Food Without Fear: How Beef Checkoff-Funded Research Keeps Consumers Safe

.
.
(CAB)

Torri Lienemann, Cattlemen's Beef Board member and co-chair of the CBB's Safety & Product Innovation Committee, is from Princeton, Nebraska.

Safety first. As a mom, I am acutely aware of household dangers... cleaning products, hot stoves, wet floors, running with scissors; however, biting into a burger does not usually make that list. Although, if, like me, you were around back in 1993 when an E. coli outbreak happened at a national fast-food chain, you probably do remember being far more concerned about food contamination.

After that outbreak, the Checkoff began funding research that not only changed the beef industry, but also improved food safety across the board. And, while food safety is much better today than ever before, I believe it’s important that the Checkoff continues researching foodborne pathogens so that we can continue to enjoy our food without concern. To understand why it’s so important, we must first remember how we got started – and how we got here.

An industry blueprint

Back in ’93, the Beef-Checkoff-funded Blue-Ribbon Task Force developed an industry blueprint for managing the food safety risks from E. coli O157:H7. The scientists and other professionals on this task force analyzed the beef industry supply chain, reviewed public and private research findings, and drew on their own to better understand E. coli O157:H7 and how to avoid contamination in the future.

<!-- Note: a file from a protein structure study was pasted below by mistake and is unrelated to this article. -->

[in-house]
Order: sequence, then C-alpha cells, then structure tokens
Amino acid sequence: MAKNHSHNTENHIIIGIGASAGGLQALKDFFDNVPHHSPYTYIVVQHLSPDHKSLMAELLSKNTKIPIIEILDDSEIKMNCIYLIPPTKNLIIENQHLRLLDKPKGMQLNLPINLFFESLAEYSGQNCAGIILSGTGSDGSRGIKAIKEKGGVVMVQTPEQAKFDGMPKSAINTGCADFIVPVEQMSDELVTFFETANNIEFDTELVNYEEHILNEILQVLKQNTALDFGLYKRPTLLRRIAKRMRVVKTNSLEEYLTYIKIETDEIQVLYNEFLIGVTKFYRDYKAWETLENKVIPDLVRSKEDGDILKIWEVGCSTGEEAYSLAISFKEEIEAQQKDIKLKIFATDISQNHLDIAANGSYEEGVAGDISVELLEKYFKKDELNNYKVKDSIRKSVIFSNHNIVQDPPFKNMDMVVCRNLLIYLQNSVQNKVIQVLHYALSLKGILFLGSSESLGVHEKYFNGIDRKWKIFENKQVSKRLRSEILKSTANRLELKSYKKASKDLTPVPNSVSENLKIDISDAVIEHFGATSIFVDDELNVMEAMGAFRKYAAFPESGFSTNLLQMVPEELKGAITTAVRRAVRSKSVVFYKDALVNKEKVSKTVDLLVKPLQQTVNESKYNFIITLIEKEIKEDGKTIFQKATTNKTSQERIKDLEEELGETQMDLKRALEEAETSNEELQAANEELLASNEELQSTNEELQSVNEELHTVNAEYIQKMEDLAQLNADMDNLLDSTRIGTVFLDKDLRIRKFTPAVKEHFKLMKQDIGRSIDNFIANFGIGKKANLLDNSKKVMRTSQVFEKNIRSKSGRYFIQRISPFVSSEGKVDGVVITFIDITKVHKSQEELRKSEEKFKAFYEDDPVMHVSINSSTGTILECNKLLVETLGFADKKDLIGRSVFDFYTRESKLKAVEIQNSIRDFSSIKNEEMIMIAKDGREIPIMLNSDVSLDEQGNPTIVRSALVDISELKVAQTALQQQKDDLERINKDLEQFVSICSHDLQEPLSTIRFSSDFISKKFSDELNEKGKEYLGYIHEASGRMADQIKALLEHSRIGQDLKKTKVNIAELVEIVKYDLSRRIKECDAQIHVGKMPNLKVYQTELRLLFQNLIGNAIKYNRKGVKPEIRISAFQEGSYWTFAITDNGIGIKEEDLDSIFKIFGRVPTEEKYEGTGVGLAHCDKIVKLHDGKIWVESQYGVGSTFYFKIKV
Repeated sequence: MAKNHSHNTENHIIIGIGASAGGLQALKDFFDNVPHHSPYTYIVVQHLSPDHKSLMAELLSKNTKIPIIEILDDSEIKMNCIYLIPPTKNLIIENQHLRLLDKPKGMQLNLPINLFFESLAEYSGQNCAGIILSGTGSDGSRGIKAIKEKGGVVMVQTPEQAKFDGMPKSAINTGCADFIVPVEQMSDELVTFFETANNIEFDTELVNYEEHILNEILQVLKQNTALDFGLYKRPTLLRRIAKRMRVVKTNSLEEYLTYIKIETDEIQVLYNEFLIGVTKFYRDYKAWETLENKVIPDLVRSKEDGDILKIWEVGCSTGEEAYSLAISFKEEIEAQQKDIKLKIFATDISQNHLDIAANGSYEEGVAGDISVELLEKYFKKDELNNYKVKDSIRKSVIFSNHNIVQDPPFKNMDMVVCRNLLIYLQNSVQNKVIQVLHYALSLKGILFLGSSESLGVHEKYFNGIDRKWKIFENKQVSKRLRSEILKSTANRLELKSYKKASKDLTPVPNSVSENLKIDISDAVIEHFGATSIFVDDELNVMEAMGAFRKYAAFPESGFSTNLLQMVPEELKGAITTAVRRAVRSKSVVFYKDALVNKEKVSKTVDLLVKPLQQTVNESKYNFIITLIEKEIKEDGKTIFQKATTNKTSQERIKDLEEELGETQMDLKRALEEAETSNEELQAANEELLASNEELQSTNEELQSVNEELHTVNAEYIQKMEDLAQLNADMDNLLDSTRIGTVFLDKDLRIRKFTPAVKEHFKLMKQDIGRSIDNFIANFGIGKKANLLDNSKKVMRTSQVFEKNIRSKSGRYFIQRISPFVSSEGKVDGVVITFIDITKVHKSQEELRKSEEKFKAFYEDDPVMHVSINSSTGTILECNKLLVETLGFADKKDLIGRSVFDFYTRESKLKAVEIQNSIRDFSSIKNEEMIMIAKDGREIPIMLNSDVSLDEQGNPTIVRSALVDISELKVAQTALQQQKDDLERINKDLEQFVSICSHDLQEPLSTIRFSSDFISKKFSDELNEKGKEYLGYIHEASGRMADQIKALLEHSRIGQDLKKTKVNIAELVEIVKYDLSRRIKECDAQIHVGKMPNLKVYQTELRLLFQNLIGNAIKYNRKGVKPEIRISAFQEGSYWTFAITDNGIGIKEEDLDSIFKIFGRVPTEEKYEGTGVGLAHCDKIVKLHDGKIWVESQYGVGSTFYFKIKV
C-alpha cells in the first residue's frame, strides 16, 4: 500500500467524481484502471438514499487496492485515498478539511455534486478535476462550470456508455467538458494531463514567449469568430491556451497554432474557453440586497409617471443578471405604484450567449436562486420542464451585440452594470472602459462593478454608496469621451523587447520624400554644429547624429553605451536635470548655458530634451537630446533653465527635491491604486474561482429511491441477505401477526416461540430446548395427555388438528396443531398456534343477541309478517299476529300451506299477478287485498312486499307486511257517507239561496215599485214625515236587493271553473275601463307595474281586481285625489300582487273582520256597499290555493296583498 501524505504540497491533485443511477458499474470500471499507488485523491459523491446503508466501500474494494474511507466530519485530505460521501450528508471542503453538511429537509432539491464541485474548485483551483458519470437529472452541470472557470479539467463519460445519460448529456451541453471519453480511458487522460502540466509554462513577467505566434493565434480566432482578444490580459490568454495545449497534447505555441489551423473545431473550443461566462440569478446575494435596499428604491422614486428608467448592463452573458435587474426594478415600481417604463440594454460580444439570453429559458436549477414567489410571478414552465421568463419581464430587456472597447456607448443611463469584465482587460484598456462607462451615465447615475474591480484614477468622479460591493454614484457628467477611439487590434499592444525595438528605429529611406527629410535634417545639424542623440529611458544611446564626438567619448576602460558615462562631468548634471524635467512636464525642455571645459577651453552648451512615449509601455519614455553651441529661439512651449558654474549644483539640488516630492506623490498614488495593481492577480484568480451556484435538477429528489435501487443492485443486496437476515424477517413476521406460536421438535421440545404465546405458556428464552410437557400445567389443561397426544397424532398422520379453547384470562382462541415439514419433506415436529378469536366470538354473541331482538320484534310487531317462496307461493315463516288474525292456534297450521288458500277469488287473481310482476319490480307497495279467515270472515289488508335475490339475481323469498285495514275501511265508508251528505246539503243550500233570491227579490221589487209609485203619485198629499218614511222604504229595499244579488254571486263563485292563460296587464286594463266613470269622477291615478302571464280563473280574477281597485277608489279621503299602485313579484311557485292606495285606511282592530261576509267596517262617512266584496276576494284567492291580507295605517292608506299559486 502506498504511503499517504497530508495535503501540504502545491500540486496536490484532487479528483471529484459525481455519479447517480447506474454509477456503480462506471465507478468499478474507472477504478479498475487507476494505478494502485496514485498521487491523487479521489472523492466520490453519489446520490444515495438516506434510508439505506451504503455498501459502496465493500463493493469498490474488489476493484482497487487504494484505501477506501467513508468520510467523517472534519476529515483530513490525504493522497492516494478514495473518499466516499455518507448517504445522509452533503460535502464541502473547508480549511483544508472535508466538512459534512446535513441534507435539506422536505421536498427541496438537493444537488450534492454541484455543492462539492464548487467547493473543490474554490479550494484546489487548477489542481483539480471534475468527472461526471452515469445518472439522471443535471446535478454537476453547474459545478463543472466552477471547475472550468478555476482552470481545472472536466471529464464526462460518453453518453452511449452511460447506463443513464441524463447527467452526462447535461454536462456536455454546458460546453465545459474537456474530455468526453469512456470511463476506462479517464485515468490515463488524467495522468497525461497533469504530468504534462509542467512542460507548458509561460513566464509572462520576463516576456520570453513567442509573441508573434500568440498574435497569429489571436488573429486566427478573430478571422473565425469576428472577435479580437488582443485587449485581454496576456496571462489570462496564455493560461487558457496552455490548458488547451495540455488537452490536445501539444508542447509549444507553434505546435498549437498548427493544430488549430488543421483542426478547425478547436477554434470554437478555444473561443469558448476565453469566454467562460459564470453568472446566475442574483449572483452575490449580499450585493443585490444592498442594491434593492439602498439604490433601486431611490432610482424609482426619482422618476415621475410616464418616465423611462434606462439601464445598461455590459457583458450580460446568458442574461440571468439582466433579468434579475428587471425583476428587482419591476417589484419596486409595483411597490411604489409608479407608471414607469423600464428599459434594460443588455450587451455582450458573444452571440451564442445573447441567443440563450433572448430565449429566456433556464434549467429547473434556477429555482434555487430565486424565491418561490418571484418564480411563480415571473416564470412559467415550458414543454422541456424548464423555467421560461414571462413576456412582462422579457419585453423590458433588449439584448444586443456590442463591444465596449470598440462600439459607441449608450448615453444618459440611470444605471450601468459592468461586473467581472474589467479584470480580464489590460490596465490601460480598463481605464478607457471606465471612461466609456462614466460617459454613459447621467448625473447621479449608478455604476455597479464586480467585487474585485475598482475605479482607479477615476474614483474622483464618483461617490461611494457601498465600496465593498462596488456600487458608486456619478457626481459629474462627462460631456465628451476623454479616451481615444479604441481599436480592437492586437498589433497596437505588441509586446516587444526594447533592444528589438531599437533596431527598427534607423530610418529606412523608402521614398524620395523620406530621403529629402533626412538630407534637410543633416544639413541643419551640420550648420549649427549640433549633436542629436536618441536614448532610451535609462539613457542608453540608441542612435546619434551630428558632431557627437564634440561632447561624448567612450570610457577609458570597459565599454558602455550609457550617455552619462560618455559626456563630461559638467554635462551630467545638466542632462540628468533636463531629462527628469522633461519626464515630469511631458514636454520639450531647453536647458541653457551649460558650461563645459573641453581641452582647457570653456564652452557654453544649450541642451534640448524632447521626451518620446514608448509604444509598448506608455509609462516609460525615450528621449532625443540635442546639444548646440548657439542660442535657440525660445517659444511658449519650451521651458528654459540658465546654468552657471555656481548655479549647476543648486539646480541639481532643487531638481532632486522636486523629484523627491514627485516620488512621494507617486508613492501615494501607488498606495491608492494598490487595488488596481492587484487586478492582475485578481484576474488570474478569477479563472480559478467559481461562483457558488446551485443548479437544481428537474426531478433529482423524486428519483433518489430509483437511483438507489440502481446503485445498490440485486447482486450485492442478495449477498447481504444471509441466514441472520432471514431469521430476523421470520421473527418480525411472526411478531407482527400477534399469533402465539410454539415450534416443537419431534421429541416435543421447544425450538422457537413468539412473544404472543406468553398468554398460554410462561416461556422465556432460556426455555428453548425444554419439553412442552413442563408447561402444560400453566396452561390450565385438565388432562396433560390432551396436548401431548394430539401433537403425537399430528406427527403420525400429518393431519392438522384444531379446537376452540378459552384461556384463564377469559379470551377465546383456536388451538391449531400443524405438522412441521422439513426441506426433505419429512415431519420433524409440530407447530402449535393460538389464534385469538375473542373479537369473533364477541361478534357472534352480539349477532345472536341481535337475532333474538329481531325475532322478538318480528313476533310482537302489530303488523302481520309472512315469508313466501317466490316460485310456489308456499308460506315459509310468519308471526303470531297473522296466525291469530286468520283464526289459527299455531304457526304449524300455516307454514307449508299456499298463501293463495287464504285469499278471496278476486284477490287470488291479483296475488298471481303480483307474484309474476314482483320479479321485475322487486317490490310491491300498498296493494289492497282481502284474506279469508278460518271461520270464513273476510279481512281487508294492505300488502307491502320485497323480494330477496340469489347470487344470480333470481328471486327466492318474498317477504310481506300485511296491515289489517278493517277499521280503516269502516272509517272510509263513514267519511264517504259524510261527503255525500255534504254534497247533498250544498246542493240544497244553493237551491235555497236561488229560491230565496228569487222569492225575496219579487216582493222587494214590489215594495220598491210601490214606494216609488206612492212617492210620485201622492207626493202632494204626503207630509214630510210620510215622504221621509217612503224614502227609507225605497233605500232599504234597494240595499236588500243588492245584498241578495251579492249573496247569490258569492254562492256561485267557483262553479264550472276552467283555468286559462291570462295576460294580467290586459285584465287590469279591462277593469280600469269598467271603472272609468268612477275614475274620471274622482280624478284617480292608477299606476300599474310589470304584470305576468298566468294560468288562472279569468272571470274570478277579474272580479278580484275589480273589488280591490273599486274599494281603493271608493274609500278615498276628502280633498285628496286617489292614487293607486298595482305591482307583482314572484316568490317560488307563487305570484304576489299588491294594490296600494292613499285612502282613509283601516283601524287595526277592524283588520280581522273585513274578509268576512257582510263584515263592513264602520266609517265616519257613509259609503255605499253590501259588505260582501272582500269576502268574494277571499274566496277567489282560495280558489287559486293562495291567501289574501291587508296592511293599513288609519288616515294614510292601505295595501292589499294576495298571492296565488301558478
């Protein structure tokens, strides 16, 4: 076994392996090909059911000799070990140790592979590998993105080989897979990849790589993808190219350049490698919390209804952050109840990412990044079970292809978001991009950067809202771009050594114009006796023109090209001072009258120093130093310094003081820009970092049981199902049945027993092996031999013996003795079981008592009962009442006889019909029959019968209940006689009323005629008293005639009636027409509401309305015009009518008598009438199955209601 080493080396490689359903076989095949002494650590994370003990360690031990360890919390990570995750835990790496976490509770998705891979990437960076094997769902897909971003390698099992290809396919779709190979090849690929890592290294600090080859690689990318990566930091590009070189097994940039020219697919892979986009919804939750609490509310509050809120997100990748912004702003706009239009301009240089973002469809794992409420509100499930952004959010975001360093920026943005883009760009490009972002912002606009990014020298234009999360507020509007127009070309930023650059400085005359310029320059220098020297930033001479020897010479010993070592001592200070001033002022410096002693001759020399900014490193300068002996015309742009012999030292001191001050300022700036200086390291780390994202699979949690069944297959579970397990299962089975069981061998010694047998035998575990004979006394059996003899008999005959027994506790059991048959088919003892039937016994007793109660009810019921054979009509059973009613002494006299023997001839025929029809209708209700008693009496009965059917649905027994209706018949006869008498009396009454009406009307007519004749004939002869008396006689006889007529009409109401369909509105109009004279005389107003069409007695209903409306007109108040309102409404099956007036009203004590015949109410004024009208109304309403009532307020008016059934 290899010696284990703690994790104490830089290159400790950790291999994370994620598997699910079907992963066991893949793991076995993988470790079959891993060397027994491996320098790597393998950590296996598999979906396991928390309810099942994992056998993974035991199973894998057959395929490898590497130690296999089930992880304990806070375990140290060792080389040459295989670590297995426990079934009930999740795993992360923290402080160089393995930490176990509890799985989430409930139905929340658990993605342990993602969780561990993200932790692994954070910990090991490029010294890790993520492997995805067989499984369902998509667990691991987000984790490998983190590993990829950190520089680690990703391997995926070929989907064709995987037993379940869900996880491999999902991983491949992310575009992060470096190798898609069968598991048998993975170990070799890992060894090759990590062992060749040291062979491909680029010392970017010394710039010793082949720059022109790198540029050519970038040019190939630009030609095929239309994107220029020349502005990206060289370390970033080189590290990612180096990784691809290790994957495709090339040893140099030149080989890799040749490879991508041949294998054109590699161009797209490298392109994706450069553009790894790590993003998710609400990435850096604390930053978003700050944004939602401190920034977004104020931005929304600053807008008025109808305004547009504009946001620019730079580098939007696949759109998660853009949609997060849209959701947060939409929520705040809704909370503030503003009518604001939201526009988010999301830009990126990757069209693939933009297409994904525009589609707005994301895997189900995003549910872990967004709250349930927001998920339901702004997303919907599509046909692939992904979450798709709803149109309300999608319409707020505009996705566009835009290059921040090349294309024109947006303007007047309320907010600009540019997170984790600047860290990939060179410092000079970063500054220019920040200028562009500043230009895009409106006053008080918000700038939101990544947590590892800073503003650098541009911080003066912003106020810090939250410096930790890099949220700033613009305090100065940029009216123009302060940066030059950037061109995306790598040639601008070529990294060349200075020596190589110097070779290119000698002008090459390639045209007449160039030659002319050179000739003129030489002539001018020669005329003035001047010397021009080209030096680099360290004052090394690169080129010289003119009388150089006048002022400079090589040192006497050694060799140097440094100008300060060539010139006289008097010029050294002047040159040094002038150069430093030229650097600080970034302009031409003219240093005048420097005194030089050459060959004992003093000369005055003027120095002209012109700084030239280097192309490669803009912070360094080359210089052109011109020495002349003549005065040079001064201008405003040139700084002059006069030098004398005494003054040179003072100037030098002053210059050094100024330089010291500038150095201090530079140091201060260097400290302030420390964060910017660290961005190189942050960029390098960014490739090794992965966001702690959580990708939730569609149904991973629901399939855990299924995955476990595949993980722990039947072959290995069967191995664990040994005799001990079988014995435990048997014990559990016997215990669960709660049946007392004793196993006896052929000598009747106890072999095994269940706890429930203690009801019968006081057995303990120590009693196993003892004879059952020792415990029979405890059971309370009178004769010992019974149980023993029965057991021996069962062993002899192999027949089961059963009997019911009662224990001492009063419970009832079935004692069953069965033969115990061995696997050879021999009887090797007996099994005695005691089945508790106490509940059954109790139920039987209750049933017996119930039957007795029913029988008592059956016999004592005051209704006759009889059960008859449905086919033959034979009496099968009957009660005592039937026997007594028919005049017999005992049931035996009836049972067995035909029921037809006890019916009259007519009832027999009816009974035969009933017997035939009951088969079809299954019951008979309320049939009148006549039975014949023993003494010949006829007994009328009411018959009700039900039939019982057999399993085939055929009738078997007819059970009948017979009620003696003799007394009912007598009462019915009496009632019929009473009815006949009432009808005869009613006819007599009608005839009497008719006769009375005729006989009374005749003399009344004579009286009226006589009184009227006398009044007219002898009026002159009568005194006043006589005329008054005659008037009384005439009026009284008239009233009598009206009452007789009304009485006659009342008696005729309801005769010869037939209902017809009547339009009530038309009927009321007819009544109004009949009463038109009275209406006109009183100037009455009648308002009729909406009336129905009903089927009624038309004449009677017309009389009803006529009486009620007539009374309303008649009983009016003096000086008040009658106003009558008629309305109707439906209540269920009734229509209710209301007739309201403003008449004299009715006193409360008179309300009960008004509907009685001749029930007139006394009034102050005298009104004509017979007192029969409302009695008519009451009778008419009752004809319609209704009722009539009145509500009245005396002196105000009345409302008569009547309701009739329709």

Torri Lienemann
Torri Lienemann

The task force published its report in 1994, recommending strategies to improve meat safety. Over the remainder of the decade, the Checkoff-funded Beef Safety Research Program filled the scientific “gaps” that the task force identified throughout the supply chain to make meat safer.

During the 2000s, several ongoing Checkoff-funded studies evaluated interventions intended to reduce microbial contamination both on and inside animals. The Beef Checkoff's research identified specific areas where carcass contamination was most likely to occur. Scientists were then able to evaluate the occurrence and prevention of pathogens throughout the processing chain. Large processing facilities throughout the country implemented these safety interventions and still use them when processing beef and other proteins today.

In 2007, the Center for Disease Control (CDC) set a goal to reduce infections from foodborne E. coli O157:H7 by 50 percent in 2010. This “Healthy People” goal was met in 2009 and would have been much less likely to happen without the beef industry’s research.

Investing in a safer future

No doubt, the Beef Checkoff played a pivotal role in ensuring beef product safety. It honestly makes me wonder where the industry would be today if not for producers’ continued investments into the Beef Checkoff.

Research shows us that while beef safety is very important to beef stakeholders, it’s less relevant to today’s consumers. In fact, according to beef safety research conducted by the National Cattlemen’s Beef Association (NCBA), a contractor to the Checkoff, 90 percent of consumers feel the beef they eat from the grocery store is safe. The same research found that only 23 percent of consumers worry about foodborne illness when cooking at home. Checkoff-funded research has helped an entire generation of consumers feel more confident about the safety of the food they purchase and consume.